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This eBook from the Gutenberg Project consists of approximately 678 pages of information about Harvard Psychological Studies, Volume 1.

To the quantitative analysis of the intensive relations presented by beaten rhythms must be added the evidence afforded by the apprehension of auditory types.  When a series of sounds temporally and qualitatively uniform was given by making and breaking an electric circuit in connection with a telephone receiver, the members of a group of six observers without exception rhythmized the stimuli in groups—­of two, three and four elements according to rate of succession—­having initial accentuation, however frequently the series was repeated.  When the series of intervals was temporally differentiated so that every alternate interval, in one case, and every third in another, stood to the remaining interval or intervals in the ratio, 2:1, the members of this same group as uniformly rhythmized the material in measures having final accentuation.  In triple groups the amphibrachic form (in regard to temporal relations only, as no accentuation was introduced) was never heard under natural conditions.  When the beginning of the series was made to coincide with the initiation of an amphibrachic group, four of those taking part in the investigation succeeded in maintaining this form of apprehension for a time, all but one losing it in the dactylic after a few repetitions; while the remaining two members were unable to hold the amphibrachic form in consciousness at all.

(b) The Distribution of Durations.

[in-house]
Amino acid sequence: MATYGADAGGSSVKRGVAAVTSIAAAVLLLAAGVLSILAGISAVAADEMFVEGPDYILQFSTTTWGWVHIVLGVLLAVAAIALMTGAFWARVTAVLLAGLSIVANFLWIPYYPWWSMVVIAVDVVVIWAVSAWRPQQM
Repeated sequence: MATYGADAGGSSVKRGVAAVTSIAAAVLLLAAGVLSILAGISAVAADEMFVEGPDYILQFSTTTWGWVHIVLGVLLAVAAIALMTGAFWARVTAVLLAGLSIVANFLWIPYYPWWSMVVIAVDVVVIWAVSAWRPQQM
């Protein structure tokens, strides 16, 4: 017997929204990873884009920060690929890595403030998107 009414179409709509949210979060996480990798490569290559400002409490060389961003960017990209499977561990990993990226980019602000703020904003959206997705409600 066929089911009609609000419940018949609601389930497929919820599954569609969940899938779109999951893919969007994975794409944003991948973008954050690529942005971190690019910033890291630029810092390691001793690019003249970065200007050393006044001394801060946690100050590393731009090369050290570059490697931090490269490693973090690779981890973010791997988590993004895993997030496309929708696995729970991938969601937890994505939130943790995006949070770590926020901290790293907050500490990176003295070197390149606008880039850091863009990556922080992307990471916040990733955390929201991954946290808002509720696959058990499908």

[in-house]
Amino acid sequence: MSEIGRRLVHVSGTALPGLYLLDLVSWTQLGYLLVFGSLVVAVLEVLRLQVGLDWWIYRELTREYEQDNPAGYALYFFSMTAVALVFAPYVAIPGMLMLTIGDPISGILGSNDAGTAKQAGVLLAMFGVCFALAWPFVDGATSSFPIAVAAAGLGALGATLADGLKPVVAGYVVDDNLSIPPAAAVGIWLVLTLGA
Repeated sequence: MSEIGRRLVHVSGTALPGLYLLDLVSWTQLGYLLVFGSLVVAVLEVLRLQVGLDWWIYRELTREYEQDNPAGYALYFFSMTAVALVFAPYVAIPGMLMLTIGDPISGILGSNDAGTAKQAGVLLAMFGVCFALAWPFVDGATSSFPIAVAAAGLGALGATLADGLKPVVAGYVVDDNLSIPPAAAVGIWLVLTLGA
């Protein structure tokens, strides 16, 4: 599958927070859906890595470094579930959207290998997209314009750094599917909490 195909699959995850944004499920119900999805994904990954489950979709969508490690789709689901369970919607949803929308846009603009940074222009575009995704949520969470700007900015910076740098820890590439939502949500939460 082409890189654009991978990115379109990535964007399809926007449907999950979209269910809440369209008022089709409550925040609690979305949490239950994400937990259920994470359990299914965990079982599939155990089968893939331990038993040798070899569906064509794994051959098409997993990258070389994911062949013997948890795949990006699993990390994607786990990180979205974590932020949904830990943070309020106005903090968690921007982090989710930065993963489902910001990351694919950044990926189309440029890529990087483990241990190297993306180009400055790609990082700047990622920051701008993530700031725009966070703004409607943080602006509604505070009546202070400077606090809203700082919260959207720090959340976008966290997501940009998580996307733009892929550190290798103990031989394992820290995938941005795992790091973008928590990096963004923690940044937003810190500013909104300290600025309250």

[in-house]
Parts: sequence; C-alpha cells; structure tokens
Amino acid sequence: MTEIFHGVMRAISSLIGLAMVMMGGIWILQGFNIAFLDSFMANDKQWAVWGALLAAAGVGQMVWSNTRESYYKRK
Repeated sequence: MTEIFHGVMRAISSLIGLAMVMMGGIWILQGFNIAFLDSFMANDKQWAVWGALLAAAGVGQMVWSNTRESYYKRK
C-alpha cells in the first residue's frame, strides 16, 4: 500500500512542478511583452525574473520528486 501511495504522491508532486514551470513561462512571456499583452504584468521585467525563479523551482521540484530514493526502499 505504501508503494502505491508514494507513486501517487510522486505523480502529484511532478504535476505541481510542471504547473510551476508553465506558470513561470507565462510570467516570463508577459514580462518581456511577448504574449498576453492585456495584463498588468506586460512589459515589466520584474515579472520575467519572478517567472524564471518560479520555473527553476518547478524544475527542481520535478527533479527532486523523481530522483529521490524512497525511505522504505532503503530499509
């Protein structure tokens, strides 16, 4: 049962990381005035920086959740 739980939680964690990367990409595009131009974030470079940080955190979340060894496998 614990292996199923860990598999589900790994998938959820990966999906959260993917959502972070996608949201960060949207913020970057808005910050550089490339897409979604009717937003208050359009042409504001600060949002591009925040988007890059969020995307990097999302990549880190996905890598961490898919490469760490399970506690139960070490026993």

The inquiry concerning this topic took the direction, first, of a series of experiments on the influence which the introduction of a louder sound into a series otherwise intensively uniform exerts on the apparent form of the series within which it occurs.  Such a group of experiments forms the natural preliminary to an investigation of the relation of accentuation to the form of the rhythm group.  The apparatus employed was the fourth in the series already described.  The sounds which composed the series were six in number; of these, five were produced by the fall of the hammer through a distance of 2/8 inch; the sixth, louder sound, by a fall through 7/8 inch.  In those cases in which the intensity of this louder sound was itself varied there was added a third height of fall of two inches.  The succession of sounds was given, in different experiments, at rates of 2.5, 2.2, and 1.8 sec. for the whole series.  The durations of the intervals following and (in one or two cases) preceding the louder sound were changed; all the others remained constant.  A longer interval intervened between the close and beginning of the series than between pairs of successive sounds.  After hearing the series the subject reported the relations which appeared to him to obtain among its successive elements.  As a single hearing very commonly produced but a confused impression, due to what was reported as a condition of unpreparedness which made it impossible for the hearer to form any distinct judgment of such relations, and so defeated the object of the experiment, the method adopted was to repeat each series before asking for judgment.  The first succession of sounds then formed both a signal for the appearance of the second repetition and a reinforcement of the apperception of its material.

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